I'll answer by quoting a passage from Polly Weddle's academic work Touching the Gods pp. 55-6:
"A similar variety can be found in the ways in which an image might be washed, bathed or
otherwise tended. We know, for example, of some images that were regularly anointed with
oil or water, which may have arisen out of necessity as much as ritual.
Plutarch makes this necessity clear in his description of the polishing of the statue of Jupiter on the Capitol:
“But the polishing of the statue is absolutely necessary; for the red pigment, with
which they used to tint ancient statues, rapidly loses its freshness.”
The notable antiquity of the image is probably significant in its need for care, and given the
supposed age of many cult images it seems likely that others were treated with oils for
preservation. In many cases we do not know the precise motivation for anointing with oils or perfumes, but it is clear the practice was a much-repeated one. That this could change the
appearance of statues, as in the case of the Artemis at Ephesus who was blackened from
regular anointing, means that these images themselves visually displayed the effects of
physical contact over time."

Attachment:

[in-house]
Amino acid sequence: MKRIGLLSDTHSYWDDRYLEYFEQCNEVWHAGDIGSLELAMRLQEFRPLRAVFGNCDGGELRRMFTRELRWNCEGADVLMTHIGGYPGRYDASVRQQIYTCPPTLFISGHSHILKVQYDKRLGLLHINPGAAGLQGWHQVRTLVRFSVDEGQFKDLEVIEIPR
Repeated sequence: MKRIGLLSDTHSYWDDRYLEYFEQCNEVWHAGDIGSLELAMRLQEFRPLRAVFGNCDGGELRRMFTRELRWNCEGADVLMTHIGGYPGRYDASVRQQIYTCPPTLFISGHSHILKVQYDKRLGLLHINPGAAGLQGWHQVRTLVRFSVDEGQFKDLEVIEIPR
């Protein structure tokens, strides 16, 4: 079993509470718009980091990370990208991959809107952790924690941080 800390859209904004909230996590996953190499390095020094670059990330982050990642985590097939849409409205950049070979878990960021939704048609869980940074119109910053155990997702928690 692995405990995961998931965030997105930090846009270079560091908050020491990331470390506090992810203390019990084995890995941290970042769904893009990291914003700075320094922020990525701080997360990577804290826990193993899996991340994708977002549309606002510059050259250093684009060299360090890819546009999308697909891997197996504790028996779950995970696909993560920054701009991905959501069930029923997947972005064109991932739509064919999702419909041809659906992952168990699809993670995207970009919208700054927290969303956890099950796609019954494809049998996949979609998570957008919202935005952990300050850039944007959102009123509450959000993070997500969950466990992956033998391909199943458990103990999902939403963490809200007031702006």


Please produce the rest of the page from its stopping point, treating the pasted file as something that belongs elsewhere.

"O Best of Gods, blest daimon crown'd with fire . . . hear, and from punishment my soul absolve, the punishment incurr'd by pristine guilt, thro' Lethe's darkness and terrene desire: and if for long-extended years I'm doom'd in these drear realms Heav'n's exile to remain, O grant me soon the necessary means to gain that good which solitude confers on souls emerging from the bitter waves of fraudful Hyle's black, impetuous flood!"
-Iulianic Hymn to Apollon-Helios, ll. 65-106
"Having come for punishment, one must be punished. One must not pull apart the god within oneself."
-Iamblichus, Vita Pythagorica
"Truth would you teach, or save a sinking land,
All hear, none aid you, and few understand."
The Orphic Way: www.hellenicgods.org
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